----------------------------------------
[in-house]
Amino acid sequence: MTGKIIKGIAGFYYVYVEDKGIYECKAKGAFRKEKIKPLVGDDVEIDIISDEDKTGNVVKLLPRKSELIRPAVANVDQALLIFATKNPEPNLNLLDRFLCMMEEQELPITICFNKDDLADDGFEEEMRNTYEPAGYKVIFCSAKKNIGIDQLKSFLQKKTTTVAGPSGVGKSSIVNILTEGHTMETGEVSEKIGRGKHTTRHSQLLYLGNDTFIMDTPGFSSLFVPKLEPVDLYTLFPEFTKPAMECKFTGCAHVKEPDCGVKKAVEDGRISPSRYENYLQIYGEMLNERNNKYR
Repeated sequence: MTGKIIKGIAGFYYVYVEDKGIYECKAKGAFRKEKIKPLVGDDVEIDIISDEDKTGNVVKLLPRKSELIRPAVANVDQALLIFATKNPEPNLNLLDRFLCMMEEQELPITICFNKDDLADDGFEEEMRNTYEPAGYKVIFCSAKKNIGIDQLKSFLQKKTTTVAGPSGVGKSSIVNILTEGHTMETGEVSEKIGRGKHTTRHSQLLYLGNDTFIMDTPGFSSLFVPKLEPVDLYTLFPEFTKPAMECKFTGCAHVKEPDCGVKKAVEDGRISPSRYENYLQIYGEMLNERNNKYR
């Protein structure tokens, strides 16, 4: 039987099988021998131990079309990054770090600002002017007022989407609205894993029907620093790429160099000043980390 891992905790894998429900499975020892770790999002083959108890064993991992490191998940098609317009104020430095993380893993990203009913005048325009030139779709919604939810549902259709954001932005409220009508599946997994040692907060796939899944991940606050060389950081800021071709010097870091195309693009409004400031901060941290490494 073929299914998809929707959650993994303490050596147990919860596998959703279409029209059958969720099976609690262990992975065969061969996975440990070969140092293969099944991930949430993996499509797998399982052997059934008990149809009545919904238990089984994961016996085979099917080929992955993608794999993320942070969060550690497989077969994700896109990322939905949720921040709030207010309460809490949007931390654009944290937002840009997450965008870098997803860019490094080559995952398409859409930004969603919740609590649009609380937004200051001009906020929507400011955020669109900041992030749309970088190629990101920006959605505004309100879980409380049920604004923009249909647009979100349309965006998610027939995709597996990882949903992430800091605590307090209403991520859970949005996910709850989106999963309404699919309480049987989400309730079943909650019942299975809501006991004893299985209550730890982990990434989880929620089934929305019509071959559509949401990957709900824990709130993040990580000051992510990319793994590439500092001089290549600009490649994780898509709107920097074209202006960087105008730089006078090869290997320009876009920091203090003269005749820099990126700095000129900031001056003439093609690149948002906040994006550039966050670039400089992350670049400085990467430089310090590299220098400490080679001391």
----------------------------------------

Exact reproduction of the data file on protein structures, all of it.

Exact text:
[in-house]
Amino acid sequence: MTGKIIKGIAGFYYVYVEDKGIYECKAKGAFRKEKIKPLVGDDVEIDIISDEDKTGNVVKLLPRKSELIRPAVANVDQALLIFATKNPEPNLNLLDRFLCMMEEQELPITICFNKDDLADDGFEEEMRNTYEPAGYKVIFCSAKKNIGIDQLKSFLQKKTTTVAGPSGVGKSSIVNILTEGHTMETGEVSEKIGRGKHTTRHSQLLYLGNDTFIMDTPGFSSLFVPKLEPVDLYTLFPEFTKPAMECKFTGCAHVKEPDCGVKKAVEDGRISPSRYENYLQIYGEMLNERNNKYR
Repeated sequence: MTGKIIKGIAGFYYVYVEDKGIYECKAKGAFRKEKIKPLVGDDVEIDIISDEDKTGNVVKLLPRKSELIRPAVANVDQALLIFATKNPEPNLNLLDRFLCMMEEQELPITICFNKDDLADDGFEEEMRNTYEPAGYKVIFCSAKKNIGIDQLKSFLQKKTTTVAGPSGVGKSSIVNILTEGHTMETGEVSEKIGRGKHTTRHSQLLYLGNDTFIMDTPGFSSLFVPKLEPVDLYTLFPEFTKPAMECKFTGCAHVKEPDCGVKKAVEDGRISPSRYENYLQIYGEMLNERNNKYR
């Protein structure tokens, strides 16, 4: 039987099988021998131990079309990054770090600002002017007022989407609205894993029907620093790429160099000043980390 891992905790894998429900499975020892770790999002083959108890064993991992490191998940098609317009104020430095993380893993990203009913005048325009030139779709919604939810549902259709954001932005409220009508599946997994040692907060796939899944991940606050060389950081800021071709010097870091195309693009409004400031901060941290490494 073929299914998809929707959650993994303490050596147990919860596998959703279409029209059958969720099976609690262990992975065969061969996975440990070969140092293969099944991930949430993996499509797998399982052997059934008990149809009545919904238990089984994961016996085979099917080929992955993608794999993320942070969060550690497989077969994700896109990322939905949720921040709030207010309460809490949007931390654009944290937002840009997450965008870098997803860019490094080559995952398409859409930004969603919740609590649009609380937004200051001009906020929507400011955020669109900041992030749309970088190629990101920006959605505004309100879980409380049920604004923009249909647009979100349309965006998610027939995709597996990882949903992430800091605590307090209403991520859970949005996910709850989106999963309404699919309480049987989400309730079943909650019942299975809501006991004893299985209550730890982990990434989880929620089934929305019509071959559509949401990957709900824990709130993040990580000051992510990319793994590439500092001089290549600009490649994780898509709107920097074209202006960087105008730089006078090869290997320009876009920091203090003269005749820099990126700095000129900031001056003439093609690149948002906040994006550039966050670039400089992350670049400085990467430089310090590299220098400490080679001391």